Car Insurance Costs More in Weston

Why is Car Insurance more expensive in Weston and Mount Dennis?

For some years now, people have been complaining about the cost of car insurance in Weston and Mount Dennis.  People have discovered that your postal code is one of the factors determining how much you pay.  Other factors are your age, your driving record, how much you drive, and your gender.

To get an idea of the postal code variations, Kanetix Insurance publishes a map on their website (https://www.kanetix.ca/insuramap) which colour codes Ontario with the base rates (before all the other factors) based on geography.  Rural and Northern Ontario get lower rates, understandably, because there are fewer vehicles.  Zoom in on the city of Toronto, however, and you will see wide variations in rates just a street away.  Weston is one of the highest rates, while places like Forest Hill and the Bridle Path are among the lowest.

Insurers when questioned by their clients will claim that higher rates where you live are caused by more frequent accidents in your neighbourhood.  It’s just not true.  I downloaded data from Toronto Police of accidents involving personal injury for the past 7 years.  You can see the map here https://drive.google.com/open?id=13f2Hj-S7f7r3pOGAlghbZfOIsvhPISnm

It shows that the only place with more frequent accidents is the downtown core.  Accidents are distributed quite evenly otherwise.

I met with the Insurance Bureau of Canada to try to get an explanation.  They told me that insurers base their rates on the ‘cost per collision’.  At the time (2011) the average cost per collision in Ontario was about $8,000.  The cost in York South – Weston was $30,000.  The annual insurance rate based on those costs was about 10% of the cost per collision.  So the average in Ontario was $800 per year while in York South -Weston it was about $2500.

Why are these costs so much higher in our neighbourhood?  We don’t drive more expensive vehicles.   We don’t drive faster (just try driving fast on our potholed streets).

It appears that the average income is what drives the rates.  I plotted the average incomes in Toronto from the 2016 census on a map.  https://drive.google.com/open?id=1pJIy3AhxQIipfzFO8hp-CtiyNWxHllsP  If you compare it to the Kanetix map, you can clearly see that where incomes are highest, car insurance is lowest.  And vice versa.

How is this possible?  When someone is injured in a collision, the insurer is obligated by law to provide income replacement and medical costs.  For persons with good employment and good benefits, they usually have sick leave and medical plans paid for by their employer.  So the insurer doesn’t pay until those employer benefits are exhausted.  For persons with precarious, low wage, service sector jobs, or those who are retired and on fixed incomes, there is less likely to be good sick leave or medical benefits paid for by the employer.  So when that person is in an accident, the auto insurer pays out.  Simple explanation.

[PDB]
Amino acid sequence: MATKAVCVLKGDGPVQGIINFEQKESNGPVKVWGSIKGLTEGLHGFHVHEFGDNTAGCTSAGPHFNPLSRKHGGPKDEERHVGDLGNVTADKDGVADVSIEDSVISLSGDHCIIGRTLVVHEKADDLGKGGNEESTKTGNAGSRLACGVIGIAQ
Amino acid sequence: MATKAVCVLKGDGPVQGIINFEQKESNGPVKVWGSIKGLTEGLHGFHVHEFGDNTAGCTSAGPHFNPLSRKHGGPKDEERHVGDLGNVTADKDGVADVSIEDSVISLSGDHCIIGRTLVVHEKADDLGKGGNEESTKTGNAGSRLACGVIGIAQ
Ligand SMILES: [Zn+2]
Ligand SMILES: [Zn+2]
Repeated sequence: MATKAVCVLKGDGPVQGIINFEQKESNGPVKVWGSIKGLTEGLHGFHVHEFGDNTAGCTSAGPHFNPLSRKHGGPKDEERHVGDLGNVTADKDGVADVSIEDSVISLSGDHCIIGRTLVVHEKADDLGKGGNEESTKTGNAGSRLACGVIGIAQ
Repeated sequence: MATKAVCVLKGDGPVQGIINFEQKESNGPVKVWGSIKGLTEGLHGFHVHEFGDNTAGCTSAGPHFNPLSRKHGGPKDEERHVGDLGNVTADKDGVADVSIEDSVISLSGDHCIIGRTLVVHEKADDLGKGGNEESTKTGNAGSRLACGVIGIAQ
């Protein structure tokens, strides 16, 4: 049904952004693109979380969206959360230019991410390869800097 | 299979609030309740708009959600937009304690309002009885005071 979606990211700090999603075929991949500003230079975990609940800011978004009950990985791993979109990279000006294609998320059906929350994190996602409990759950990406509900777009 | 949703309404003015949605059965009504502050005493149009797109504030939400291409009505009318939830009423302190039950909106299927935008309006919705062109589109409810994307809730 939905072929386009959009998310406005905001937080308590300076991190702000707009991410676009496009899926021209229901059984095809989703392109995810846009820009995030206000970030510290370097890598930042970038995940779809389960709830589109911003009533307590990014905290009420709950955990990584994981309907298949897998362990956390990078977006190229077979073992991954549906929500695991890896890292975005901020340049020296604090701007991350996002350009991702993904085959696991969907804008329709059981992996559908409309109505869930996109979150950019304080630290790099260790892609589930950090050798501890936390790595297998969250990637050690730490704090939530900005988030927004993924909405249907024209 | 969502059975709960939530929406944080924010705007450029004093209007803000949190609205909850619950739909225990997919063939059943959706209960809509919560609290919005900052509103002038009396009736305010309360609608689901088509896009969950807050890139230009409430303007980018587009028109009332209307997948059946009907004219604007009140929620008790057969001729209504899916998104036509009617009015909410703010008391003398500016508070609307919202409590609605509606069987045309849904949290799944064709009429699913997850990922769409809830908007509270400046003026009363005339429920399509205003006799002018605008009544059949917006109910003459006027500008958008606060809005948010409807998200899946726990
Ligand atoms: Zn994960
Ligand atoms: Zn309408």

In 2005 the regulator granted permission to the insurance companies to divide Ontario into 55 territories and Toronto into 10.  http://www.fsco.gov.on.ca/en/auto/autobulletins/2005/Pages/a-01_05.aspx  When they did this they specifically expressed concern about unintended consequences of such divisions.

“Auto Bulletin A- 1/01, issued by FSCO in February 2001, outlined the fact that in determining whether the statutory standard of “just and reasonable” is satisfied, the Superintendent considers societal fairness when reviewing risk classification systems, and not just actuarial soundness. One of the concerns from a public policy perspective is that if a territory is based on a small geographical area, even though densely populated, socio-economic factors may be influencing loss costs. In addition, drivers may operate their vehicles all over the city, so narrowly defined territories may not be logical. A limit on the number of territories that may be proposed is reasonable and would minimize rate differences due to socio-economic factors.”

It seems that their fears were justified, and socio-economic factors are influencing loss costs.  In turn the loss costs are driving rates higher.

The NDP put forward a bill that would have ended postal code discrimination in the GTA.  It was defeated.  The Conservatives have put forward a bill which would prohibit insurers from using postal codes as the ‘primary’ rate determinant.  Some have suggested this creates a huge loophole, as your age, gender and record are the primary determinants.

It doesn’t need an act of parliament to change this.  If the regulator gave permission, and socio-economic factors are clearly at play, the regulator can withdraw permission.  However, if rates go down in Weston, they will go up in Forest Hill and the Bridle Path.